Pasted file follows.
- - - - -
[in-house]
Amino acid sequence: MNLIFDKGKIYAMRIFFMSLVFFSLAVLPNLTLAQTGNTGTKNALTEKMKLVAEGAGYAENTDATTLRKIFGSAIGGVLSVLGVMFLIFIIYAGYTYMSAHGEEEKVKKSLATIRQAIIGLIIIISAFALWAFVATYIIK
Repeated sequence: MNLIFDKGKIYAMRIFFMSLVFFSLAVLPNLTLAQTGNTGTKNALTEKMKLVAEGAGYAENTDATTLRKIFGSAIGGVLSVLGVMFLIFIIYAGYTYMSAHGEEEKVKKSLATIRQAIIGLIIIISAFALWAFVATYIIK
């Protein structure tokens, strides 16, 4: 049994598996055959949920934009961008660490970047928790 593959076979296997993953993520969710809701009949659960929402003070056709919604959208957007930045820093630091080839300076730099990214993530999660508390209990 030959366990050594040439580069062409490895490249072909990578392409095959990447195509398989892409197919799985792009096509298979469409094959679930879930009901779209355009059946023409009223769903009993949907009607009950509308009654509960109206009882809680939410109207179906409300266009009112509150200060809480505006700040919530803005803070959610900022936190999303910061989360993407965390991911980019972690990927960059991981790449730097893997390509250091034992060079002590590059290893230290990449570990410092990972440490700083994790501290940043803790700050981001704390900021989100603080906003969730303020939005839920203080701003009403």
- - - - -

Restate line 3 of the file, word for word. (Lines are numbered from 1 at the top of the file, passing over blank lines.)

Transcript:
Repeated sequence: MNLIFDKGKIYAMRIFFMSLVFFSLAVLPNLTLAQTGNTGTKNALTEKMKLVAEGAGYAENTDATTLRKIFGSAIGGVLSVLGVMFLIFIIYAGYTYMSAHGEEEKVKKSLATIRQAIIGLIIIISAFALWAFVATYIIK